The Cat Is Gone In A Creampuff

, , , , , , , | Hopeless | January 13, 2019

(I am a volunteer at a no-kill pet shelter. A few weeks ago, a couple came in with the angriest cat we had ever seen. Along with a severe case of mange, he was also missing his right eye. The couple explained that their neighbors had moved and left the cat locked inside a junker car parked behind their house. Even with every volunteer working to rehabilitate him, “One-Eyed Willy” proves to be a difficult case; he bites and scratches, yowls constantly, and does not get along with other male cats. We resign to having him as a permanent resident. One week, I arrive to find that One-Eyed Willy is missing from the cat room. A fellow volunteer explains that he’s been adopted over the weekend. The general consensus is that he has been taken in as a charity case and will be returned when the new owner finds him too difficult to handle. Terrified that whoever this person is will ruin a month of hard work, I can do nothing but wait until they return for his neutering appointment in two weeks. I am working the front desk when a young woman approaches me. She does not have a kennel, but has a cat tucked into her jacket.)

Woman: “Hi! I’m here to drop off Creampuff for his appointment?”

(As any adopted cats are referred to by their new names, it takes me a second to realize that she’s holding One-Eyed Willy! He is purring up a storm, curled up in her arms like a baby. While we go over the paperwork, I notice that he is wearing a hand-knit vest to cover his mange spots. With my heart already melting, I get talking to her.)

Me: “So, has he been behaving himself?”

Woman: “Oh, he’s the best cat in the world! I have a teensy bit of trouble sometimes when I need to go to the store, though.”

(She unzips her jacket and sets One-Eyed Willy on the counter. Immediately, he begins to whine like a baby. She picks him up and he stops.)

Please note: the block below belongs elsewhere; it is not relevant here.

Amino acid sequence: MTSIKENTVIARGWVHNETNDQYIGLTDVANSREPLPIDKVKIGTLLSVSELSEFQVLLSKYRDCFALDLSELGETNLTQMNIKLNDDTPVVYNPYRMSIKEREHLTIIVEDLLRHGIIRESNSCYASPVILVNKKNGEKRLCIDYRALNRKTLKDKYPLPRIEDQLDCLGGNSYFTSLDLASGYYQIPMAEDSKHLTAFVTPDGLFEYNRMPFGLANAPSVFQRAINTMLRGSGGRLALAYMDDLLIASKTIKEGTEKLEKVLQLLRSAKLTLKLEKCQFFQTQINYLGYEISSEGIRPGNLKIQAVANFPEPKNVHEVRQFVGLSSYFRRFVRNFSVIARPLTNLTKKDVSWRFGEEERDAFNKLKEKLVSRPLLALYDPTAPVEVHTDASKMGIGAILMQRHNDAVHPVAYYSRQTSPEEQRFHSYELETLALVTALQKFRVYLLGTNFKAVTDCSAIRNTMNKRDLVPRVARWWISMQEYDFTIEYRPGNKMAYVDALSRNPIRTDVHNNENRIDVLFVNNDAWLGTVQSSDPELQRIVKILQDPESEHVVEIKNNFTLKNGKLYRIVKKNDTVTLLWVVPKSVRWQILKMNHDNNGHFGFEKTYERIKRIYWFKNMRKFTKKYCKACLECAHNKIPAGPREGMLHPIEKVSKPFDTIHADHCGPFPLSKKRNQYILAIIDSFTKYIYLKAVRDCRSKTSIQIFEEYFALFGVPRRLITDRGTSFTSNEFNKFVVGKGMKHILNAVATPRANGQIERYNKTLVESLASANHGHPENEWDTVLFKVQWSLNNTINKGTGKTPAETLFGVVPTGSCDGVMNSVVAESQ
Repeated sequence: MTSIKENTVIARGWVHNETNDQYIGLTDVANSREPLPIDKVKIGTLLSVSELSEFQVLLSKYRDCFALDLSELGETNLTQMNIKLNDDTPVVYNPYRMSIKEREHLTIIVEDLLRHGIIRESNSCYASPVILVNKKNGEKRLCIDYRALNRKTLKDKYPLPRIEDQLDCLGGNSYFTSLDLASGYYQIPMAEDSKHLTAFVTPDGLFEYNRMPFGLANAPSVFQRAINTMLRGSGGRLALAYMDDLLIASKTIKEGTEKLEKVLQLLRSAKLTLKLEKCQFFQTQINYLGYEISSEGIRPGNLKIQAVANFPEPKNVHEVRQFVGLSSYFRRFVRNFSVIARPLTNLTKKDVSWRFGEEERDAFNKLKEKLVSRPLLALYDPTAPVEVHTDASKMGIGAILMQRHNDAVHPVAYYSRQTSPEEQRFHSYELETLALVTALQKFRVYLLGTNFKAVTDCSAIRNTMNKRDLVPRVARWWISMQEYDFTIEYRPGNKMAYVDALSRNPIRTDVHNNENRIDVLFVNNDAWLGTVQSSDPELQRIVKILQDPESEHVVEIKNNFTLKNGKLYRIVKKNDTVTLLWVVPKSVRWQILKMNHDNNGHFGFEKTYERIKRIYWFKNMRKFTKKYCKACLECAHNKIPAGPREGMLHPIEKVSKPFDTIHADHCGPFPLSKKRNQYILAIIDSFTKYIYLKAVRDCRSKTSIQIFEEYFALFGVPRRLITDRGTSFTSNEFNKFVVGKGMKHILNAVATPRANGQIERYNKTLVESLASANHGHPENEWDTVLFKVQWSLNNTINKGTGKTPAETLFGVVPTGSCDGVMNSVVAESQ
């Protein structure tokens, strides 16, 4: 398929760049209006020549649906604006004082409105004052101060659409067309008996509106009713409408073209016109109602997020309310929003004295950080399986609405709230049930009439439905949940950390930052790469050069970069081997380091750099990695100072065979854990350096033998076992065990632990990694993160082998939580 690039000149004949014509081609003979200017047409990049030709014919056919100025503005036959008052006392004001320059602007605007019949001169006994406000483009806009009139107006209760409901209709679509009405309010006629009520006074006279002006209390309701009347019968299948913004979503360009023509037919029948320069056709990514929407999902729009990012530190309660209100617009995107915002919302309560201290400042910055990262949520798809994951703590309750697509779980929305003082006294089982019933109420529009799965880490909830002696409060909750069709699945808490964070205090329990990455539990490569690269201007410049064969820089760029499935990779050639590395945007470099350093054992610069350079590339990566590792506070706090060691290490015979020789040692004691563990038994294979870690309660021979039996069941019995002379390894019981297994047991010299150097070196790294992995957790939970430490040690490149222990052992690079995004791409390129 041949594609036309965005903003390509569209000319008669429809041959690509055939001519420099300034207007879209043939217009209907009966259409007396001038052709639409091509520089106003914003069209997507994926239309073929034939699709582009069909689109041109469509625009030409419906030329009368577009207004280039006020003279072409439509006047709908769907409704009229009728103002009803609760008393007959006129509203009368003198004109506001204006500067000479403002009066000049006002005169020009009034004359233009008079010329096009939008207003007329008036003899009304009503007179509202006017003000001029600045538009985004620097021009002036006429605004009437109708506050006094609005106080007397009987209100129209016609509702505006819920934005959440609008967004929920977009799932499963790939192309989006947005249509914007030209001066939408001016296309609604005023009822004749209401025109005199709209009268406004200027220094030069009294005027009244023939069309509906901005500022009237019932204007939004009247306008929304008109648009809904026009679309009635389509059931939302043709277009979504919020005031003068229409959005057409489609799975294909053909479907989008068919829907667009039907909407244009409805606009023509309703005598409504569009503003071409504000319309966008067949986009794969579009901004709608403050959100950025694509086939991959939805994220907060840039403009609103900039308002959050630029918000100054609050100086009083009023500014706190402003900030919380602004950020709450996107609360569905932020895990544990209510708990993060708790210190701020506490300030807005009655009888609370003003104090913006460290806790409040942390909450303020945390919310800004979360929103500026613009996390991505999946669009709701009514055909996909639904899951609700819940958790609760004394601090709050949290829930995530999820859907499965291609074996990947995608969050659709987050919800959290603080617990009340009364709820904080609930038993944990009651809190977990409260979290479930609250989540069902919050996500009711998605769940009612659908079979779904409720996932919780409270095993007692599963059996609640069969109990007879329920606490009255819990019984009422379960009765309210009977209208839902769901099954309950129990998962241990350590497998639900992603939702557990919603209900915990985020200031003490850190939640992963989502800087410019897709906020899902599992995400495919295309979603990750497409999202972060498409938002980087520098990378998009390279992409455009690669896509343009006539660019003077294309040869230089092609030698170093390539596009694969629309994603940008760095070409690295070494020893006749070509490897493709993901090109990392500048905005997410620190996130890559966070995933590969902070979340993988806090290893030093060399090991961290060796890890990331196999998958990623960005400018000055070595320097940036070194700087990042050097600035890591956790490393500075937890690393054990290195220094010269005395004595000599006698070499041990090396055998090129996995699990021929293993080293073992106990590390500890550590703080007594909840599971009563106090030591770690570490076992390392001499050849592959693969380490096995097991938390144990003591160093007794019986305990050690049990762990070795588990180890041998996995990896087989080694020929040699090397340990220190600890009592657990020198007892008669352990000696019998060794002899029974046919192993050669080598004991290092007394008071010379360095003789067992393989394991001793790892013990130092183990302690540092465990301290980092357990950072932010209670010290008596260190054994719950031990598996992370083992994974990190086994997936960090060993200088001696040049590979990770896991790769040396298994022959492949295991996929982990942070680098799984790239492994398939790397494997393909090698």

Woman: *while giggling and smothering him in kisses* “It’s a good thing I work from home, or I’d be evicted!”

(It isn’t easy working at a shelter, but times like this make it all worth it!)

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These Christmas Miracles Are Predictably Beautiful

, , , , , , | Hopeless | January 11, 2019

(When I am seven and a half months pregnant, my husband passes away suddenly of an undiagnosed heart condition. I have no other family, just some close friends. Things have been tough emotionally and financially. Christmas Eve, I’m buying just essentials — nappies, formula, bread, etc. — but nothing you would class as festive. While waiting in a very long line at the checkout, my six-month-old daughter starts to fuss. A guy in his 50s is behind me and starts making funny faces, causing my daughter to stop crying and laugh, instead. As we get near to the belt, he turns to the lady behind him and says he forgot something and asks if he can run to grab it. She agrees to hold his spot in line. He comes back with a gift card and a box of chocolates in addition to the groceries already in his basket. Once I’m ready to pay, he steps forward.)

Gentleman: “Wait. Please add my things and put $100 on the gift card. I’ll pay for it.”

Me: “Thank you, sir, but that’s okay.”

Gentleman: “Please, I’d like to. Call it an early Christmas present.”